Enemy Front Review
Note: Does not contain an enemy front
So how about those WWII shooters, eh? I mean, wow. They sure are something, with their guns, their tanks and their... er, Hitler? Alright, here's the truth: I've never played a WWII shooter. It's not a deliberate choice, like I have an intense phobia of stick-shaped grenades or being shouted at by men with German accents or anything; it's just that I was kind of busy downloading sketchy freeware games onto my ancient PC around the time they were in vogue, and in the last few years it's been all modern military stuff. Judging by what I've seen, I didn't miss much - lots of greyish-brown recently-bombed buildings, linear progression through strategically-placed wreckage, a dash of muddy European countryside and something called an 'achtung' - but CI Games seems to have decided that lifting the lid on a coffin that the rest of the gaming world had long since sealed away is the right thing to do here. Alright then, CI, let's see what you've done to make shooting Nazis in a pile of rubble interesting. If you do it right, I might even forget all about Alien Rage.
Things start off on a perplexing note when the protagonist is revealed to be none other than... Conrad Hart from the Flashback reboot? Oh, no, silly me. It's so easy to confuse you action game protagonists, you know. No offense meant, Mister Hawkins, was it? Robert Hawkins, right. Anyway, Robert is an American war correspondent caught up in the midst of the Warsaw Uprising, a Polish resistance movement against the occupying Nazi forces. Haven't heard of it? That's probably because it doesn't have a happy ending: the resistance was flattened without the expected help from the Soviets, both figuratively and probably literally as the Germans turned the city into a mountain of shingle, brickwork and assorted lumps of concrete. You wouldn't know this from the way the game presents it, though. Considering the doomed nature of the whole operation I had already adopted something of a defeatist attitude, but it gets difficult to maintain that kind of illusion when the Axis forces have such a tendency to run around in the open and Robert is gifted with the combat capabilities of every protagonist in every generic military FPS ever.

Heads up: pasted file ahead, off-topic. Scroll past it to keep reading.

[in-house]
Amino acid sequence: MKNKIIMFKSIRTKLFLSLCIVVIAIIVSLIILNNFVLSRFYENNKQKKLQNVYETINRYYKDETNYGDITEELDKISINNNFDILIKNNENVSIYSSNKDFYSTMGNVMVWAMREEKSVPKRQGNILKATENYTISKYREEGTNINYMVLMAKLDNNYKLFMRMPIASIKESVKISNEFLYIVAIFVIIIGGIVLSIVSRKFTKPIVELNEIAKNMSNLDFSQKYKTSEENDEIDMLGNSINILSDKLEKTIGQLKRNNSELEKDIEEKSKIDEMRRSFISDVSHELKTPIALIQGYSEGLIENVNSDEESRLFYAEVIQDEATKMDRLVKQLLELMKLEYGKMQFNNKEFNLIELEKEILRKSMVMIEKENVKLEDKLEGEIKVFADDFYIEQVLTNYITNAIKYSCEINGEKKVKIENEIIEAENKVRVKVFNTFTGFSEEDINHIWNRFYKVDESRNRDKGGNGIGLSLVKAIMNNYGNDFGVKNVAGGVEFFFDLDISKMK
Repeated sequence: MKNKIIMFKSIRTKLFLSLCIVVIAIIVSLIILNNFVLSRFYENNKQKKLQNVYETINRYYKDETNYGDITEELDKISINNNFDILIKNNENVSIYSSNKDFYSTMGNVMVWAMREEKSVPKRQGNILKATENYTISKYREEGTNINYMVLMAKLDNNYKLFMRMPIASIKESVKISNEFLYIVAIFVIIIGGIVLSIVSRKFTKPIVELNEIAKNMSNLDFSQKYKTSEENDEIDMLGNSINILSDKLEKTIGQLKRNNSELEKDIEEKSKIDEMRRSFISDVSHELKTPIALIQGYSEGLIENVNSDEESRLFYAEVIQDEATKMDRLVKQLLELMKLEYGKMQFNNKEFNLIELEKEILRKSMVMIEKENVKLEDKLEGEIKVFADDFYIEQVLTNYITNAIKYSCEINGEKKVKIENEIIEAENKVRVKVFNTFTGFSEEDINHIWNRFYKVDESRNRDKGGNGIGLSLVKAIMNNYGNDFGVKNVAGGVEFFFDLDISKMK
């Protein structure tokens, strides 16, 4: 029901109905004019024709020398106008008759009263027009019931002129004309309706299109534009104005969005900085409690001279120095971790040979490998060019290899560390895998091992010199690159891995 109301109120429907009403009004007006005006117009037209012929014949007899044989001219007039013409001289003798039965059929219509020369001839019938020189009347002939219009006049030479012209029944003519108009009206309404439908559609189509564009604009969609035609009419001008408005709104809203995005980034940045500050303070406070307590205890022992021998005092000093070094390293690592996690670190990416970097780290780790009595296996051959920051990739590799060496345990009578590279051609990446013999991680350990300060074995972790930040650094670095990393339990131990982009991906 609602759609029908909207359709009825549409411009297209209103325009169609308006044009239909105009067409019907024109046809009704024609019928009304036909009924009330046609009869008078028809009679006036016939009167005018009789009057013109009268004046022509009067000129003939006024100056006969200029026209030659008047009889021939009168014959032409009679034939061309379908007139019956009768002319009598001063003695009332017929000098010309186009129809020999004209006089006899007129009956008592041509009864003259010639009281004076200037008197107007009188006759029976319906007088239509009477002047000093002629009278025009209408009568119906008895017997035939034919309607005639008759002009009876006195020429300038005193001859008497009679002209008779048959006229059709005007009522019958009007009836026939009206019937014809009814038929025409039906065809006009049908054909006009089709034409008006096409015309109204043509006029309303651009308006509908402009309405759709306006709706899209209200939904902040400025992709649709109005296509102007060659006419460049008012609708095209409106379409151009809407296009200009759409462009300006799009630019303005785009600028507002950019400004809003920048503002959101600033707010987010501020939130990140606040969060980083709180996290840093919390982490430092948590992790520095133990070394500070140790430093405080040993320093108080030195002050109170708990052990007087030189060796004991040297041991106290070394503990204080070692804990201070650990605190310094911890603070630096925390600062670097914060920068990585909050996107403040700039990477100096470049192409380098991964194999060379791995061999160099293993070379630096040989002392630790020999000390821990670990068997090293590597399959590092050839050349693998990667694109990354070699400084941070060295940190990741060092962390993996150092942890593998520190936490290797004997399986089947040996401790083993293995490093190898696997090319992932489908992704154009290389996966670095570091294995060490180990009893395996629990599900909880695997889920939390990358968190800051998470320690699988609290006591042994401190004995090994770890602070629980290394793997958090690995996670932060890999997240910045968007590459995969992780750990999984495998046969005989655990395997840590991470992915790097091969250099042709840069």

You see, given that the story makes a big noise about Robert just being a writer, you'd think at first that this was an attempt at making him seem like a vulnerable everyman, a breakout from the usual hardened soldier that accompanies this kind of game like an unsightly boil on top of another larger boil, but the moment you hit gameplay you're just another gun floating in the air, gifted with astonishing powers of regeneration, pin-point accuracy - provided the ironsight is rammed up against the camera first, naturally - and the ability to turn completely invisible in three feet of long grass. Presumably Robert will be included in the next Pokemon game. Rather than try to rectify this discrepancy, Enemy Front seems content to just lazily try to distract from it every now and then, with characters occasionally asking Robert where he learned to shoot - no questions on his mutant regeneration and camouflage, though - and him brushing it aside as “oh, I picked it up in Spain,” as one would discuss a holiday souvenir. I see, so he has received the prerequisite years of off-screen special-forces training; they're just even more contrived than usual.